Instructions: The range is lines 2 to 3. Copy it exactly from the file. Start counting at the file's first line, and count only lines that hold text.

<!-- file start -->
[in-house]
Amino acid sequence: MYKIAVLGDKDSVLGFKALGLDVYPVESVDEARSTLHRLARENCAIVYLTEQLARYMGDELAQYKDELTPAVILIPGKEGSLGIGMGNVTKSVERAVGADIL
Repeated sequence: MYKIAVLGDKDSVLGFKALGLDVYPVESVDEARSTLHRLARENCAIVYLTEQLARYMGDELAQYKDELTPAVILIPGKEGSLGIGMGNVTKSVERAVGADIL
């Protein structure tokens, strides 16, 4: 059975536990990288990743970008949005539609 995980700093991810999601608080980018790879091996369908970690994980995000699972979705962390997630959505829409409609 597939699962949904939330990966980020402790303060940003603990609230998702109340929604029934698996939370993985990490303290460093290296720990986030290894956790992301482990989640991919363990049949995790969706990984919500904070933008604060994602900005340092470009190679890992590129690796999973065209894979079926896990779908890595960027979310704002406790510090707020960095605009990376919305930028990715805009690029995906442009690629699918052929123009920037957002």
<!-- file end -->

Amino acid sequence: MYKIAVLGDKDSVLGFKALGLDVYPVESVDEARSTLHRLARENCAIVYLTEQLARYMGDELAQYKDELTPAVILIPGKEGSLGIGMGNVTKSVERAVGADIL
Repeated sequence: MYKIAVLGDKDSVLGFKALGLDVYPVESVDEARSTLHRLARENCAIVYLTEQLARYMGDELAQYKDELTPAVILIPGKEGSLGIGMGNVTKSVERAVGADIL